Notes

  1. See King, On the Creed, p. 33; Wall, On Infant Baptism, II. pt. II. ch. IX. § x. p. 439.
  2. Bingham’s Eccles. Antiq. Bk. x. ch. III. §§ 6, 7. It is not to be supposed, because these Articles do not occur in the most ancient copies of the Creed, that they were therefore of comparatively modern invention. There is abundant testimony to the doctrines expressed by them in the earliest ecclesiastical writings. Evidence of this may be seen as regards one of them, “The descent into Hell,” under Art. III.
  3. These are given at length in Wall, as above; and in Bingham, Bk. x. ch. IV.
  4. See them at length in Bingham, as above.
  5. See Bingham, Bk. x. ch. III. § 2; Bp. Marsh, Lectures, Camb. 1828, p. 470. See also the meaning of the term, “Rule of faith,” discussed under Art. VI.
  6. Symbolum cordis signaculum, et nostræ militiæ sacramentum. — Ambros. Lib. III. De velandis Virginibus, apud Suicer.
  7. Suicer, voc. Σύμβολον. — Bingham, Bk. x. ch. III. King, On the Creed, pp. 6, 11, &c. Wheatley, Dr. Hey, and others have adopted King’s derivation. Bingham totally rejects it.
  8. St. Augustine says, the name was given, “quia symbolum inter se faciunt mercatores, quo eorum societas pacto fidei teneatur. Et vestra societas est commercium spiritualium, ut similes sitis negotiatoribus bonam margaritam quærentibus.” — Serm. CCXII. Oper. Tom. v. p. 985. Paris, 1683.
  9. Rufinus, Expositio in Symb. Apost. ad calcem Cypriani, p. 17, Oxf. 1682; King, p. 24; Bingham, Bk. x. ch. III. § 5. Bingham translates, “each one contributing his sentence.” But Rufinus’s words are “conferendo in unum quod sentiebat unusquisque.”
  10. Serm. De Tempore, 115; Augustini Opera, Paris, 1683, Tom. v. Append. p. 395, Serm. CCXLI.
  11. See Suicer, s. v. Σύμβολον; King, p. 26; Bingham, Bk. x. ch. III. § 5.
  12. See Aug. Opera, Tom. v. p. 938. See also King, p. 31.
  13. Suicer, Bingham, and Wall, as above; Pearson, at the head of every Article in his Exposition of the Creed.
  14. Bingham, Bk. x. ch. III. § 12.
  15. Wall, On Infant Baptism, Part II. ch. IX. p. 472. Oxford, 1835.
  16. Arius’s Creed runs thus: — “We believe in one God, the Father Almighty, and in Jesus Christ His Son our Lord, begotten of Him before all ages, God the Word, by whom all things were made that are in Heaven and that are in earth; who descended, and was incarnate, and suffered, and rose again, and ascended into Heaven, and shall come again to judge the quick and the dead: and in the Holy Ghost; and in the resurrection of the flesh, and in the life of the world to come, and in the kingdom of Heaven; And in one Catholic Church of God, from one end of the earth to the other.” — Socr. H. E. Lib. I. c. 26; Suicer, voc. Σύμβολον; Bingham, Bk. x. ch. IV. § 10; Wall, Part IV. ch. IX. p. 453.
  17. The Greek may be seen in Routh’s Scriptorum Ecclesiasticorum Opuscula, Tom. I. p. 351; and in Suicer, voc. Σύμβολον; also Athanasii Opera, Tom. I. p. 247, Epist. ad Jovian. Colon. 1686.
  18. Καὶ ταύτης σύμψηϕοι τυγχάνουσι πᾶσαι αἱ πανταχοῦ κατὰ τόπον Εκκλήσιαι . . . . πάρεξ ὀλίγων τὰρείου ϕρονούντων. — Epist. ad. Jovian, Tom. I. p. 246. See Palmer, On the Church, Pt. IV. ch. IX.
  19. Epiphanius, In Anchorato, juxta finem; Suicer, s. v. σύμβολον; Bingham, Bk. x. ch. IV. § 15.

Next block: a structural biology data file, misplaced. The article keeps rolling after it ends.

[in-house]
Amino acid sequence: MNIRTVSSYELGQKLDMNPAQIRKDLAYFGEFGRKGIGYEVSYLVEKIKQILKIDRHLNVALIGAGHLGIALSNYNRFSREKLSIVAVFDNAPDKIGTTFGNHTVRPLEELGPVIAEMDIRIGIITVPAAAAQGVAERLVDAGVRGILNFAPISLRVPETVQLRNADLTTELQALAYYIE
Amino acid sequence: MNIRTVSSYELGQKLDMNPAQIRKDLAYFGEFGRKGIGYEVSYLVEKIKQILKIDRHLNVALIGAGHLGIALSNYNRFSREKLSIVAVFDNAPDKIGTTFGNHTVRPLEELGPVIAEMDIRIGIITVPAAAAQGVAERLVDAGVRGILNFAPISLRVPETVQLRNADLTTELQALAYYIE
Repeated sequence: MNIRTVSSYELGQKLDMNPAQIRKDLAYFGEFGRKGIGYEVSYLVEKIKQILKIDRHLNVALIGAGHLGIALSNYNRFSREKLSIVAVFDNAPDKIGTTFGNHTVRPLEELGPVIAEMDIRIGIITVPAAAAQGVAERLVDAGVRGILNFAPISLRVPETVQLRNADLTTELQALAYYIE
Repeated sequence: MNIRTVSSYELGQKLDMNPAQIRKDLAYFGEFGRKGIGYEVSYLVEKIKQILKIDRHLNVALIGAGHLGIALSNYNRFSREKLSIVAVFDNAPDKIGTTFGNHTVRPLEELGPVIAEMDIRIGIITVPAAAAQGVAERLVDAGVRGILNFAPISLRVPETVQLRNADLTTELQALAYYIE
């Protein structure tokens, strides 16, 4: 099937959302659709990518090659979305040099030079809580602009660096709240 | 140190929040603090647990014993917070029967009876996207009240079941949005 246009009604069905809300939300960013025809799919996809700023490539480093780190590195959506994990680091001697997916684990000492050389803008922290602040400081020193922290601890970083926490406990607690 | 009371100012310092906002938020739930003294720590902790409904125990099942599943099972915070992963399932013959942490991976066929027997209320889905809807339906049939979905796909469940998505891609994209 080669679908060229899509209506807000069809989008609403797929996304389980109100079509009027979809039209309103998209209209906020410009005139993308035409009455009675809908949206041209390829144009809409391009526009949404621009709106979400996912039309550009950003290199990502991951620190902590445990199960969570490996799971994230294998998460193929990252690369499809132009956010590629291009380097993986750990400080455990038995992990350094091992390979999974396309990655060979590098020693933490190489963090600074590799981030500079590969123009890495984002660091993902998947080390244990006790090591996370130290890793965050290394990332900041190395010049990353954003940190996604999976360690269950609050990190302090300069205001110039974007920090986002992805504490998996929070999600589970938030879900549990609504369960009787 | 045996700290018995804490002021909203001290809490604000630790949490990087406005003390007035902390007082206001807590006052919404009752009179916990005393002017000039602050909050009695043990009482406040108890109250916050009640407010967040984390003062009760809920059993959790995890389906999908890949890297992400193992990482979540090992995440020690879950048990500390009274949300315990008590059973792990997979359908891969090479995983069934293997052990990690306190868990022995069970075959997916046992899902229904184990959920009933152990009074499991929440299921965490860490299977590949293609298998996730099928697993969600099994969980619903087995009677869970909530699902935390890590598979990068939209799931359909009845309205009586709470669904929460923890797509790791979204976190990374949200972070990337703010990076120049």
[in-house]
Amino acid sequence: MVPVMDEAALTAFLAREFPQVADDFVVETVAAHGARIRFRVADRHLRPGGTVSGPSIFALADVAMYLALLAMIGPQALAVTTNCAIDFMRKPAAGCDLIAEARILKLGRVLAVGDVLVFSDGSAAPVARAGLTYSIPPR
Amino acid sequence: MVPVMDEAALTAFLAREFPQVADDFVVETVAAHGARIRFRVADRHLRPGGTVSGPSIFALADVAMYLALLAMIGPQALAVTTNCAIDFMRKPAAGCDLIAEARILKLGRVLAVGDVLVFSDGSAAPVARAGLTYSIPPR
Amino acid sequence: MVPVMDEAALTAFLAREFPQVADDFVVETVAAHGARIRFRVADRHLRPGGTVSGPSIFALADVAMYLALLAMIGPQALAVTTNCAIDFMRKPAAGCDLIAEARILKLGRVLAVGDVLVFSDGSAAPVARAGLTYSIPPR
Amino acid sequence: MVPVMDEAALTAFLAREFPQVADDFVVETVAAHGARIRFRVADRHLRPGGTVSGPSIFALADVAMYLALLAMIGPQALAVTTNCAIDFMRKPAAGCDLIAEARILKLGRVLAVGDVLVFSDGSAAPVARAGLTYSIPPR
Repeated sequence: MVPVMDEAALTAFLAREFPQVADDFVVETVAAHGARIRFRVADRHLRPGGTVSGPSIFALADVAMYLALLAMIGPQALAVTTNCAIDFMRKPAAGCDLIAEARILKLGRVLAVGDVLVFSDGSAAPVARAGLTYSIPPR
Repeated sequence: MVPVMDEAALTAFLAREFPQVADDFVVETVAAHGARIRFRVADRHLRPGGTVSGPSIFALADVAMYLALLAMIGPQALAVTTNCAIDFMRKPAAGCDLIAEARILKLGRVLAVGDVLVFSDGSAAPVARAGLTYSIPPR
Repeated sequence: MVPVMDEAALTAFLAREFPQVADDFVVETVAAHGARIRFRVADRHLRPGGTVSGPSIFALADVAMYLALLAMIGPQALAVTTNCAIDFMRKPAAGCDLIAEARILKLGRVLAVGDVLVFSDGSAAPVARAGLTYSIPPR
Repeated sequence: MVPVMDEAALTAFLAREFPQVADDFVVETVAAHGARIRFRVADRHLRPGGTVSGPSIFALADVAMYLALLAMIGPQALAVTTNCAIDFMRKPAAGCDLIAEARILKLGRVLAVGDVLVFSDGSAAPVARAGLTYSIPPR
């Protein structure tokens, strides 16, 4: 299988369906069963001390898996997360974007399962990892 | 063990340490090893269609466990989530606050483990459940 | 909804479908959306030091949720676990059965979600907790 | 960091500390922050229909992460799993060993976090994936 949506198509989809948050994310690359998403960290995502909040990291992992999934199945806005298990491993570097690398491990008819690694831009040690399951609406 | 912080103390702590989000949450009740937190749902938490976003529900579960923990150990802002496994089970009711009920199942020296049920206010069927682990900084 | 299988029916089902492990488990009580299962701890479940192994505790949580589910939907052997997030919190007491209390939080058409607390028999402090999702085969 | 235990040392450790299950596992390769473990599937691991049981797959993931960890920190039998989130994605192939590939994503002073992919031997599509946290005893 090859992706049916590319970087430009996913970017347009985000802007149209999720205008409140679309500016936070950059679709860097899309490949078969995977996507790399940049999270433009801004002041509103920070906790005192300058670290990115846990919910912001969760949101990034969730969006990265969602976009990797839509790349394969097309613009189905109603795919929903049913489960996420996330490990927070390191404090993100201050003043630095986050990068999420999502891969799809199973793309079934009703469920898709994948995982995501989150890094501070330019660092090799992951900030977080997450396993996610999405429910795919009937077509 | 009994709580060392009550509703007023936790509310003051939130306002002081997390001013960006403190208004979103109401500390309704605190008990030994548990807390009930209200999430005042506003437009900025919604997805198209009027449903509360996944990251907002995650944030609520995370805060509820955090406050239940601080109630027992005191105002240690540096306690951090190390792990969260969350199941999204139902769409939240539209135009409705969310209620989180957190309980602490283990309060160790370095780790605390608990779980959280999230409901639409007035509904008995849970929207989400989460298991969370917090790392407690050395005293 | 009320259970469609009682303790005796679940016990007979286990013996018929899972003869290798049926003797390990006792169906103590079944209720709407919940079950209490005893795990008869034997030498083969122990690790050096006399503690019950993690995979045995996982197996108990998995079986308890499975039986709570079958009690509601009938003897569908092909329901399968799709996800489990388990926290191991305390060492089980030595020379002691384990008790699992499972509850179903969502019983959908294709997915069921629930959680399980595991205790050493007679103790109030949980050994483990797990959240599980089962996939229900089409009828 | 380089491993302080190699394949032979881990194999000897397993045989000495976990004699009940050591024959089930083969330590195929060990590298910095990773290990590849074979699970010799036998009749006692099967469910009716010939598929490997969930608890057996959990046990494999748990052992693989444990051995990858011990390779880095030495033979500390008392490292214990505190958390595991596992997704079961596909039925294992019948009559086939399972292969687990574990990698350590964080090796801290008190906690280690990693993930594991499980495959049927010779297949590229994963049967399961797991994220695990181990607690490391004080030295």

20. Cyril, Catech. XVIII.
  21. See Suicer and Bingham, as above.
  22. ὁ δὲ Κύριος τὸ Πνεῦμα ἐστιν, and ἀπὸ Κυρίου Πνεύματος.
  23. See Wall, On Infant Baptism, II. p. 465.
  24. Beveridge, Synodicon, I. p. 103; Routh’s Opuscula, II. p. 392.
  25. Πέτρον ϕησὶ τὸν κναϕέα ἐπινοῆσαι. . . . καὶ ἐν πάσῃ συνάξει τὸ σύμβολον λεγέσθαι — Theodor. Lector. Hist. Eccles. Lib. II. p. 556, Paris, 1673; Bingham, Bk. x. ch. IV. § 7; Palmer’s Origines Liturgicæ, II. ch. IV. § 6.
  26. Theodor. Lector. p. 563; Bingham and Palmer, as above.
  27. Bingham and Palmer, as above.
  28. Bingham, Bk. x. ch. IV. § 18.
  29. Bingham, as above; Waterland, Hist. of Athanasian Creed, ch. I.
  30. Ibid.
  31. Waterland, as above.
  32. It will be remembered that the Apollinarians denied a human soul to Christ, and said that the Godhead supplied the place of the rational soul. See August. Hæres. 49. Tom. VIII. p. 19.
  33. Epiphanius Anchorat. c. 121, ap. Waterland.
  34. See Waterland, as above.
  35. See Waterland’s History of the Athanasian Creed; Works, IV.
  36. The original of the word “incomprehensible” is “immensus,” i. e. ἄπειρος, boundless, immeasurable, or omnipresent. See Waterland, Hist. of Ath. Cr. Ch. x.; Works, IV. p. 385.
  37. Bingham, E. A. Bk. XI. ch. III. § 4.
  38. Contentiosissime affirmantes, Verbum carnem factum, hoc est, Verbi aliquid in carnem fuisse conversum atque mutatum. — Augustin. Hæres. 55.

 


E. Harold Browne

(Edward) Harold Browne was an English bishop, born at Aylesbury and educated at Eton and Cambridge. He was ordained in 1836, and two years later was elected senior tutor of Emmanuel College, Cambridge. From 1843 to 1849 he was vice-principal of St David’s College, Lampeter, and in 1854 was appointed Norrisian professor of divinity at Cambridge. His best-known book is the Exposition of the Thirty-nine Articles (vol. i., Cambridge, 1850; vol. ii., London, 1853), which remained for many years a standard work on the subject and is still beloved today. In 1864 he was consecrated bishop of Ely.